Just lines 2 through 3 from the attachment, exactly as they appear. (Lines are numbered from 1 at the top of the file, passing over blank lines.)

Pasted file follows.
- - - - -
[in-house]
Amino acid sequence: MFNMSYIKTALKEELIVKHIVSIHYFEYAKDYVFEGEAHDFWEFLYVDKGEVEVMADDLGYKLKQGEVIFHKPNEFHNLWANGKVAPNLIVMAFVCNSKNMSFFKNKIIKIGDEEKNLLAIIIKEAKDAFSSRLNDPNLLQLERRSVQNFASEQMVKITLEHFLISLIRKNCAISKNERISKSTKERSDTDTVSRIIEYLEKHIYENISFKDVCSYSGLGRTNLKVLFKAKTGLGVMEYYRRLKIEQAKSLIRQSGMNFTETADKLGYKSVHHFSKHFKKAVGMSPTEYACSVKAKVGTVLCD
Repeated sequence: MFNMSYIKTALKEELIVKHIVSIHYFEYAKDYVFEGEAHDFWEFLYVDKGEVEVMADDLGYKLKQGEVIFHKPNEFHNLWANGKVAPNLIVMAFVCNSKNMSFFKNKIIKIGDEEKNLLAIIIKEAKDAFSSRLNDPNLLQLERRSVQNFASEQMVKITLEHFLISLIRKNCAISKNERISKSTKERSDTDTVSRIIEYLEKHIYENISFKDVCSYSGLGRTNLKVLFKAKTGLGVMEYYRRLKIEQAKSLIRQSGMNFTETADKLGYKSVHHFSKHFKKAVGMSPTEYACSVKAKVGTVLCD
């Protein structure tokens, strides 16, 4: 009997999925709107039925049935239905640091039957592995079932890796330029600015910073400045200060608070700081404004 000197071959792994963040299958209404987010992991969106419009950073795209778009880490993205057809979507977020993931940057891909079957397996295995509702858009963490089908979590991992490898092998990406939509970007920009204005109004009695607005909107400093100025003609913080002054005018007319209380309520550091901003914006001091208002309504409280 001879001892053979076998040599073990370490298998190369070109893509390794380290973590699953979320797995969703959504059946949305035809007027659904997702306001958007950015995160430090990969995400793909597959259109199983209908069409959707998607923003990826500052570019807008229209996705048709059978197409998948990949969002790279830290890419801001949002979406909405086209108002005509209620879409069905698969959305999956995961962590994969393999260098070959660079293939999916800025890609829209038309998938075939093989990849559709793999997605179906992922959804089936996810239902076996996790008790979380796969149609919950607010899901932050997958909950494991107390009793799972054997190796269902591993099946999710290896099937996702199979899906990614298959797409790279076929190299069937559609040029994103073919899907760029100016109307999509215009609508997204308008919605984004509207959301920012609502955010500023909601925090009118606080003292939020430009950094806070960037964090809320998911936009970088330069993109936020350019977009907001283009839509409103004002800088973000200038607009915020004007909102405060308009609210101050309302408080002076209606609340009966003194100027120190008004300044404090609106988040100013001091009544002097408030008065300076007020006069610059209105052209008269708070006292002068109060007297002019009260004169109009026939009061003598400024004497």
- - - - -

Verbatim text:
Amino acid sequence: MFNMSYIKTALKEELIVKHIVSIHYFEYAKDYVFEGEAHDFWEFLYVDKGEVEVMADDLGYKLKQGEVIFHKPNEFHNLWANGKVAPNLIVMAFVCNSKNMSFFKNKIIKIGDEEKNLLAIIIKEAKDAFSSRLNDPNLLQLERRSVQNFASEQMVKITLEHFLISLIRKNCAISKNERISKSTKERSDTDTVSRIIEYLEKHIYENISFKDVCSYSGLGRTNLKVLFKAKTGLGVMEYYRRLKIEQAKSLIRQSGMNFTETADKLGYKSVHHFSKHFKKAVGMSPTEYACSVKAKVGTVLCD
Repeated sequence: MFNMSYIKTALKEELIVKHIVSIHYFEYAKDYVFEGEAHDFWEFLYVDKGEVEVMADDLGYKLKQGEVIFHKPNEFHNLWANGKVAPNLIVMAFVCNSKNMSFFKNKIIKIGDEEKNLLAIIIKEAKDAFSSRLNDPNLLQLERRSVQNFASEQMVKITLEHFLISLIRKNCAISKNERISKSTKERSDTDTVSRIIEYLEKHIYENISFKDVCSYSGLGRTNLKVLFKAKTGLGVMEYYRRLKIEQAKSLIRQSGMNFTETADKLGYKSVHHFSKHFKKAVGMSPTEYACSVKAKVGTVLCD